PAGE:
|David Tennant in 2005 British production|
It's also worth noting that while Look Back In Anger changed British theatre, it also quickly became part of the continuity of British and American theatre. Laurence Olivier saw this show at is opening, accompanied by American playwright Arthur Miller. Olivier didn't like it but Miller did, and so when the two met Osborne backstage, Olivier asked him to write him a part in his next play. Olivier soon starred in Osborne's The Entertainer, one of Olivier's signature triumphs, which revived his career for a new generation. Ralph Richardson, another eminence of the old school, later starred in another Osborne play.
John and Noel
It took a little longer, but after making derogatory comments about each other's work, Osborne and playwright Noel Coward became friends. Osborne initiated the truce with a letter, and Coward quickly reciprocated. Osborne would then say that Coward "is his own invention and contribution to this century...To be your own enduring invention seems to me to be heroic and essential." Even Kenneth Tynan came around to appreciating the enduring character of Coward's work, reccommending that the new National Theatre produce Coward's Hay Fever (with Coward directing) as their first play by a living author. "Coward took the fat off English comic dialogue," Tynan wrote in the program notes. "He was the Turkish bath in which it slimmed."
All of this is locally relevant since shortly after Osborne's Look Back in Anger closes at Ferndale Rep, Noel Coward's classic 1941 comedy, Blithe Spirit, opens for a weekend at HSU (Feb. 29- March 4.)
By the time he and Coward became friends, Osborne had already recapitulated parts of Coward's history. Coward's first play, Vortex, was as shocking to 1924 audiences (as it dealt with drug addiction and sex) as Look Back in Anger was 30 years later. But curiously, they both took the same path to producing film versions of their plays. In Coward's case it was about the time that Blithe Spirit was first on stage that he took control, forming his own film company with two young filmmakers he'd worked with on his wartime movie, In Which We Serve: cinematographer Ronald Neame and director David Lean. Both became famous names in the British film industry and beyond for a generation or more. Blithe Spirit was one of the first films they did together.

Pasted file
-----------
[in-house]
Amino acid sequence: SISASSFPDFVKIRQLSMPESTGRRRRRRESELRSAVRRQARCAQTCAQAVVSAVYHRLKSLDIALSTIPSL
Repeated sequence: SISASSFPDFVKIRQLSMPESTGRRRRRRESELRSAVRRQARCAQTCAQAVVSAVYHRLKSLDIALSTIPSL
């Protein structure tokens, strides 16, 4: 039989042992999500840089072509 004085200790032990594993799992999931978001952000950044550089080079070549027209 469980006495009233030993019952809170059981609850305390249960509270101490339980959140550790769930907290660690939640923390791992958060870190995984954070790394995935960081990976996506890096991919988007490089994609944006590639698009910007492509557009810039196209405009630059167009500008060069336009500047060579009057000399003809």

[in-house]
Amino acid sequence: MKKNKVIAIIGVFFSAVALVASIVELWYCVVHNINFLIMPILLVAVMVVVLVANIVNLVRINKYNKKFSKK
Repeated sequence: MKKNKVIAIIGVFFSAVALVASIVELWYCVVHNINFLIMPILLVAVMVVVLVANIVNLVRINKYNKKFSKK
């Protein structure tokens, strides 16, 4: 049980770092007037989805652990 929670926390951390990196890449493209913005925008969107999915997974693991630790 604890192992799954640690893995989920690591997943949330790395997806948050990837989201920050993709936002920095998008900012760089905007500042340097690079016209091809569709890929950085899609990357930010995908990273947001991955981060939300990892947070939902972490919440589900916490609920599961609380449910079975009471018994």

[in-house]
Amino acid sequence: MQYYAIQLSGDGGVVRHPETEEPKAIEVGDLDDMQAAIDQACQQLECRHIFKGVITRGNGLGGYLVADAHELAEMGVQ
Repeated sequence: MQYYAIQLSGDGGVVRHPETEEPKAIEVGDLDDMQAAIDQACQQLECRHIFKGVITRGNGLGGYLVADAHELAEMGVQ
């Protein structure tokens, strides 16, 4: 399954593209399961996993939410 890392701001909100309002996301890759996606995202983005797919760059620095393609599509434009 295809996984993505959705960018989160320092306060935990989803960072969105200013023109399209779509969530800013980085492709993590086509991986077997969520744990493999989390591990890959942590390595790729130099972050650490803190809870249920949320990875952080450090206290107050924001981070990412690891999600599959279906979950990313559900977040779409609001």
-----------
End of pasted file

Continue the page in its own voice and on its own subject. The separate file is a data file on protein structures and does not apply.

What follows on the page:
Osborne turned to his stage director, Tony Richardson, and insisted he direct the film version of Look Back in Anger. It was the beginning of Richardson's substantial career as a film director, which included The Entertainer and Tom Jones, as well as another working class hero classic, The Loneliness of the Long Distance Runner. The Osborne film stars Richard Burton, with Mary Ure (now Mrs. Osborne) reprising her role as Alison, and Claire Bloom as Helena. It considerably opens up the play, notably making more of Jimmy as a trumpet player in a jazz band. There are also scenes at his sweets stall, and several characters just mentioned in the play (his landlady, the mother of his friend who bequeathed the sweets shop) appear.
The two had something else in common regarding these films. Coward didn't like the film version of Blithe Spirit at all, though it did go on to be successful. And Osborne eventually turned against Tony Richardson, portraying him as an egotistical autocrat in a play. Both films, incidentally, are public domain, and viewable on YouTube.